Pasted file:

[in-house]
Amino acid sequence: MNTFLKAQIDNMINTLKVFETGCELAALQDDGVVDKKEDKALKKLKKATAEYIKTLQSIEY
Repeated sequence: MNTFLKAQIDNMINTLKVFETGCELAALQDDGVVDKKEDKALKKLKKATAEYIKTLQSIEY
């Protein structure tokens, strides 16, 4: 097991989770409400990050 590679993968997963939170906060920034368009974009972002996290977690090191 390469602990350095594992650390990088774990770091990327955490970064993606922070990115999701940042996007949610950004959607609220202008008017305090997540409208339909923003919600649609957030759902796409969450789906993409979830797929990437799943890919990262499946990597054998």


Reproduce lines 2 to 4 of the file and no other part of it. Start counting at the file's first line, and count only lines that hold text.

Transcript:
Amino acid sequence: MNTFLKAQIDNMINTLKVFETGCELAALQDDGVVDKKEDKALKKLKKATAEYIKTLQSIEY
Repeated sequence: MNTFLKAQIDNMINTLKVFETGCELAALQDDGVVDKKEDKALKKLKKATAEYIKTLQSIEY
């Protein structure tokens, strides 16, 4: 097991989770409400990050 590679993968997963939170906060920034368009974009972002996290977690090191 390469602990350095594992650390990088774990770091990327955490970064993606922070990115999701940042996007949610950004959607609220202008008017305090997540409208339909923003919600649609957030759902796409969450789906993409979830797929990437799943890919990262499946990597054998």